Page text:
The effect of hypermetabolism induced by burn trauma on the ethanol-oxidizing capacity of the liver
1999 (English)In: Critical Care Medicine, ISSN 0090-3493, E-ISSN 1530-0293, Vol. 27, no 12, 2622-2625 p.Article in journal (Refereed) Published
Objective: To study the rate of elimination of ethanol after a major burn trauma.
Design: Prospective, controlled study.
Setting: National burns unit in a Swedish university hospital.
Patients and Subjects: Eight consecutive patients suffering from 18%-72% total burned surface area and nine healthy male control subjects.
Interventions: The patients received ethanol, 0.35-0.60 g/kg body weight intravenously, during 1 hr. This was repeated daily during the first week postburn. The control subjects received the same amount of ethanol once.
Measurements and Main Results: Blood samples were drawn at 20- to 30-min intervals during 5 hrs after the start of the infusion. Serum ethanol was determined by headspace gas chromatography. The rate of elimination of ethanol was calculated from the concentration time profile. In the control subjects, the median elimination rate was 0.074 g/kg/hr (range, 0.059-0.083 g/kg/hr). In the patients, it was already 0.138 g/kg/hr (range, 0.111-0.201 g/kg/hr) on the first day; this increased even further over the following 6 days, reaching 0.183 g/kg/hr (range, 0.150-0.218 g/kg/hr) on the seventh day.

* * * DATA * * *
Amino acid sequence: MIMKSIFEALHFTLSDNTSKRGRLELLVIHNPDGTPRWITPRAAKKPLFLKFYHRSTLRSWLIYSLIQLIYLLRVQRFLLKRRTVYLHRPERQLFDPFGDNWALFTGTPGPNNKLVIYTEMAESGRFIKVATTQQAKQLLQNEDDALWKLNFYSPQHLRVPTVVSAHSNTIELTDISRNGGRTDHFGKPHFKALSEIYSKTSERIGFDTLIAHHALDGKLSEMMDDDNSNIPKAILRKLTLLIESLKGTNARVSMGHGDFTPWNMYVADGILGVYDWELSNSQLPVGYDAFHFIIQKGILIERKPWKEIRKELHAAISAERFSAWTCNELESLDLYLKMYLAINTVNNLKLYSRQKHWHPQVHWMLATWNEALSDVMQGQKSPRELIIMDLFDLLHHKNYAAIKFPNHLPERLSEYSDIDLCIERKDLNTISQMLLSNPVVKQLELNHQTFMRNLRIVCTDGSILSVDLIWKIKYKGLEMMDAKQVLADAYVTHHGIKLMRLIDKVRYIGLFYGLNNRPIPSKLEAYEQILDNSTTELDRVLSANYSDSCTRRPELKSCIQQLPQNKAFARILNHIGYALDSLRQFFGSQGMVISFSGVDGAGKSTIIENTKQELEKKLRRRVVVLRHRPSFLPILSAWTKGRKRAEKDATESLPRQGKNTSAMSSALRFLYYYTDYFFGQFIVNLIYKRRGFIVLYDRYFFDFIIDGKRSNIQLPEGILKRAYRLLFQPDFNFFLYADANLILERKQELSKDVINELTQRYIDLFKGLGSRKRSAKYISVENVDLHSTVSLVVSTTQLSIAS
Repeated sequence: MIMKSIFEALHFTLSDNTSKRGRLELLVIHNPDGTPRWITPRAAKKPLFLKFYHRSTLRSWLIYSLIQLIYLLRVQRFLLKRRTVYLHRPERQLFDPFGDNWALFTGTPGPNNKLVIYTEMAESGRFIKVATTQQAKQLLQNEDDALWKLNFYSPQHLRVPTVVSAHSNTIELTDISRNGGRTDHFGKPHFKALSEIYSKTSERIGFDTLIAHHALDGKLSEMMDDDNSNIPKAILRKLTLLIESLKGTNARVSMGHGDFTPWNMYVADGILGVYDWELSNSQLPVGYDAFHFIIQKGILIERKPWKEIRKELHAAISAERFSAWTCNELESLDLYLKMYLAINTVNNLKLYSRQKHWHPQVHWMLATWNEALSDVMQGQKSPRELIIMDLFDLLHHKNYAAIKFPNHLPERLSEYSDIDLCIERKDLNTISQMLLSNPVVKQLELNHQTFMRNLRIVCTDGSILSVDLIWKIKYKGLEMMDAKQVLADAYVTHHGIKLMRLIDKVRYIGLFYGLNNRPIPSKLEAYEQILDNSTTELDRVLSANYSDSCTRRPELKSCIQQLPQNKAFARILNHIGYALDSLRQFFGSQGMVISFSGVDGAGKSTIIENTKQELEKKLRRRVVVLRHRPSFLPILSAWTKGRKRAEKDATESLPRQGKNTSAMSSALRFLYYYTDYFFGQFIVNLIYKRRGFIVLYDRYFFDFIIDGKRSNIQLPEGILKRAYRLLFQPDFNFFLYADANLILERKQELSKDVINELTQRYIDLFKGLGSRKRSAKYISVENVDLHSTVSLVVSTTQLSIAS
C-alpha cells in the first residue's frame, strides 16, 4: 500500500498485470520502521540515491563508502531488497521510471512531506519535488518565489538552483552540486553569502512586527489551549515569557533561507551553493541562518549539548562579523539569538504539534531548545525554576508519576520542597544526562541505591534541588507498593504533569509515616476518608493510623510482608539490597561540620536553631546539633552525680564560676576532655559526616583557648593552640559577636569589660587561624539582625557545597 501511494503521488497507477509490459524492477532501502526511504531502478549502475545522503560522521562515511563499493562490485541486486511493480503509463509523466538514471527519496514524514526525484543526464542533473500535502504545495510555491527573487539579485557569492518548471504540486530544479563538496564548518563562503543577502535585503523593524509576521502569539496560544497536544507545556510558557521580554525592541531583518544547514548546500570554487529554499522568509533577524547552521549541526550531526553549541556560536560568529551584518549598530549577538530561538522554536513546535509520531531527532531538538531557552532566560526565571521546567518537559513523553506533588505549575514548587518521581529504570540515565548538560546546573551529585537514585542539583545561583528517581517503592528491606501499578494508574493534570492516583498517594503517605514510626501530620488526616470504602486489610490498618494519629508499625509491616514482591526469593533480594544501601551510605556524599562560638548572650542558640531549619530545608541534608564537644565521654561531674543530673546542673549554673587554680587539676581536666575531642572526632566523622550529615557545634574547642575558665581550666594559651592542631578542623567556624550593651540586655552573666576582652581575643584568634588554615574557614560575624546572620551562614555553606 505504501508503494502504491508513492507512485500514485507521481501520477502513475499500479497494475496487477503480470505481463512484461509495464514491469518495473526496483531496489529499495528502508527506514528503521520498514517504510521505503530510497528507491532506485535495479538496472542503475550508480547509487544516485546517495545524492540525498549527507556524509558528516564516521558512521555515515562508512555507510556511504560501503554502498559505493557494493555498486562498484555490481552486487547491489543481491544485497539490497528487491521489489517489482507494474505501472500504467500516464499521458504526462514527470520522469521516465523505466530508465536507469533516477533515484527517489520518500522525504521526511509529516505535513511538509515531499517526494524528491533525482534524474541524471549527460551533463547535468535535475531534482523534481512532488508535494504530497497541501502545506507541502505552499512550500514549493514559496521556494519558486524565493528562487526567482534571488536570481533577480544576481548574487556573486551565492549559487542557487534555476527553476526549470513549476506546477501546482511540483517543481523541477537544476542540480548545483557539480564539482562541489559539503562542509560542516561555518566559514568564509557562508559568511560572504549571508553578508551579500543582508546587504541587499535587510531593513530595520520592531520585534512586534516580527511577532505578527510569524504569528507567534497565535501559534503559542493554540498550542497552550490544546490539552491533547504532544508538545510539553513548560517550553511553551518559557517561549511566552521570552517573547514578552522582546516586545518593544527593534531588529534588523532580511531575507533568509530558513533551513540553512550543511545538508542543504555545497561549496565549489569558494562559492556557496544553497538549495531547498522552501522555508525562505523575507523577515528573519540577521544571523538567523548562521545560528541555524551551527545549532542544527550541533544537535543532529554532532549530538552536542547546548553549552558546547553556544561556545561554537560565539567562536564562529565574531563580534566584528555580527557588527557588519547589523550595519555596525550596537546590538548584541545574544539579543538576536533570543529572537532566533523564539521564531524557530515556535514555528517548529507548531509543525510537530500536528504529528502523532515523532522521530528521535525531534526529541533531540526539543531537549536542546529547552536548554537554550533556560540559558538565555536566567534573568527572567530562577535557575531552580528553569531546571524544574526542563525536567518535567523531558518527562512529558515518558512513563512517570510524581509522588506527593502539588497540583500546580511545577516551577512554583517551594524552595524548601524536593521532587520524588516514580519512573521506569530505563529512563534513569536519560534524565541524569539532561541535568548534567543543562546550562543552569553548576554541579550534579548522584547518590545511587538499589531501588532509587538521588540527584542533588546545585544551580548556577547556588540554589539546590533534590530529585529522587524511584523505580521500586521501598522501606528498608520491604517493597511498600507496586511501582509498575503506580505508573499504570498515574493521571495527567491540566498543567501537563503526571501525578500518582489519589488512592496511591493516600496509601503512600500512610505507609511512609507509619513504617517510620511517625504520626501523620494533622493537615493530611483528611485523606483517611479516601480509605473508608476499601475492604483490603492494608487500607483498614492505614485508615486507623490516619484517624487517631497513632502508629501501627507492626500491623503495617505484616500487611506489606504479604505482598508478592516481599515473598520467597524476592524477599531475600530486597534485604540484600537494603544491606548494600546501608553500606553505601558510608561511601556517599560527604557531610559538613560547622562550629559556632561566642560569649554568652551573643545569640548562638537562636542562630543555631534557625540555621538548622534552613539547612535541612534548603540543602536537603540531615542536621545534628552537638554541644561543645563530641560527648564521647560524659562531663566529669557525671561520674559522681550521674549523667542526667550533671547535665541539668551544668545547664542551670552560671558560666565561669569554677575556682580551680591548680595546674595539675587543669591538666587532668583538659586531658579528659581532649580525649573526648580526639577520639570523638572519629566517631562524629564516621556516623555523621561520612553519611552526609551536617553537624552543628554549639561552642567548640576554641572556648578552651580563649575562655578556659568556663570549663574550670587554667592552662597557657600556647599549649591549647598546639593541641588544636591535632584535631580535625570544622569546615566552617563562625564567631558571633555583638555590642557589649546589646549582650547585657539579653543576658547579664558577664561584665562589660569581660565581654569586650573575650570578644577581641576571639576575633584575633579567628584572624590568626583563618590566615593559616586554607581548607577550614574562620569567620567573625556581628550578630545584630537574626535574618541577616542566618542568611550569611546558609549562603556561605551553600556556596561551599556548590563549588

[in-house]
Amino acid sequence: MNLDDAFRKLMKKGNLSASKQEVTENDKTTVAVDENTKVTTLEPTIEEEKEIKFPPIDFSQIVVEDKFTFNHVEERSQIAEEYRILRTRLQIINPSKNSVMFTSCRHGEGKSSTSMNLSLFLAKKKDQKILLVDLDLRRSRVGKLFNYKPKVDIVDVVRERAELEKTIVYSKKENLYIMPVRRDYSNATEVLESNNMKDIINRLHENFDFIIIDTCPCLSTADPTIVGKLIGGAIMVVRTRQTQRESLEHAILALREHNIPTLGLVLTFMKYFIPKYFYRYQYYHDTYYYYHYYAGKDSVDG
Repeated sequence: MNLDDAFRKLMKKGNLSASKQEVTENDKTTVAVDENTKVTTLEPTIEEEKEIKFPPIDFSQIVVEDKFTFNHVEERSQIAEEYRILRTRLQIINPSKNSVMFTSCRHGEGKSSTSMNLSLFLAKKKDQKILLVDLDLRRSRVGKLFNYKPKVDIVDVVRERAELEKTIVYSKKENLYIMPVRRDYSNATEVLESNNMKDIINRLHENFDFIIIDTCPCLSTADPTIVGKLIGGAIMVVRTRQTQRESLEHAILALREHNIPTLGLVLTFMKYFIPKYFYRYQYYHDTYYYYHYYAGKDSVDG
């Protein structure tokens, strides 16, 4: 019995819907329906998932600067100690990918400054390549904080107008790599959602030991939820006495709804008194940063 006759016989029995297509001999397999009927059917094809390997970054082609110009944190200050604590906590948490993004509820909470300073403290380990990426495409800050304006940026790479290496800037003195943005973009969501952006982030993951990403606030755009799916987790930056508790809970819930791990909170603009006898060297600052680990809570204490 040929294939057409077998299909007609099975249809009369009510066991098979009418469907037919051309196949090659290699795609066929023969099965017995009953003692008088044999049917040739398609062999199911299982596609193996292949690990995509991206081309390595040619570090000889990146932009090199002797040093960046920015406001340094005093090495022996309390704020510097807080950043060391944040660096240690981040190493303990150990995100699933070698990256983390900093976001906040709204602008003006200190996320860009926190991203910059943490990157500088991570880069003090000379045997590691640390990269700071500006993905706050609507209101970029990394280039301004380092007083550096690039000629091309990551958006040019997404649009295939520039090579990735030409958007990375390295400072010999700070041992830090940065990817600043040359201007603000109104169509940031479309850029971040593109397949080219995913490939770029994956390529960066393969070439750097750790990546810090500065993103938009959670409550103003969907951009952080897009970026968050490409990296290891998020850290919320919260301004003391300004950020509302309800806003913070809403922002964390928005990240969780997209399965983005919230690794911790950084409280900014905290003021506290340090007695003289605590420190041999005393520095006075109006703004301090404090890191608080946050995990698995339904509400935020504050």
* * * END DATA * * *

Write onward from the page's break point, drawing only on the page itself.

Conclusions: Ethanol elimination is augmented postburn. A more effective reoxidation of reduced nicotinamide adenine dinucleotide seems the most likely explanation for the increased rate of ethanol elimination in these hypermetabolic trauma patients. This finding suggests that the oxidative capacity of the liver may be assessed by studying the rate of ethanol elimination in burn victims.
Place, publisher, year, edition, pages
1999. Vol. 27, no 12, 2622-2625 p.
Medical and Health Sciences
IdentifiersURN: urn:nbn:se:liu:diva-25135Local ID: 9568OAI: oai:DiVA.org:liu-25135DiVA: diva2:245461